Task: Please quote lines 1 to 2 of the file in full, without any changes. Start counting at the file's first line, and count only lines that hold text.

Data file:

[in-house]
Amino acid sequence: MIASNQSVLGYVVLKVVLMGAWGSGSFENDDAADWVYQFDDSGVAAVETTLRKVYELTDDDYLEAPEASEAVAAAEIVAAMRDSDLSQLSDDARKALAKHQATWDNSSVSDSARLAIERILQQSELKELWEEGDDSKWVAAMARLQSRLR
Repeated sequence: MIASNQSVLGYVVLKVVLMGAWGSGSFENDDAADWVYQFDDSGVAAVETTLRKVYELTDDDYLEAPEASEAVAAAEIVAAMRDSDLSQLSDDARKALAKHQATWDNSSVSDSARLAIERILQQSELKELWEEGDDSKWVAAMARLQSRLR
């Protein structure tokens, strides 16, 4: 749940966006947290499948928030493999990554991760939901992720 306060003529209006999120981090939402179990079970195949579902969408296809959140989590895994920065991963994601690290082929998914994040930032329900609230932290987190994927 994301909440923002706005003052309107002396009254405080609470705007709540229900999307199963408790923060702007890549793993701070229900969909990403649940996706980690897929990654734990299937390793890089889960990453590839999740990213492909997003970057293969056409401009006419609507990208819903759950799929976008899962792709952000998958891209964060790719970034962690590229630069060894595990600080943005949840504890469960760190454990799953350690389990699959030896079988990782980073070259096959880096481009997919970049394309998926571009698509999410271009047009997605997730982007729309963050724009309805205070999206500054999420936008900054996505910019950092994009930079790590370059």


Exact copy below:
[in-house]
Amino acid sequence: MIASNQSVLGYVVLKVVLMGAWGSGSFENDDAADWVYQFDDSGVAAVETTLRKVYELTDDDYLEAPEASEAVAAAEIVAAMRDSDLSQLSDDARKALAKHQATWDNSSVSDSARLAIERILQQSELKELWEEGDDSKWVAAMARLQSRLR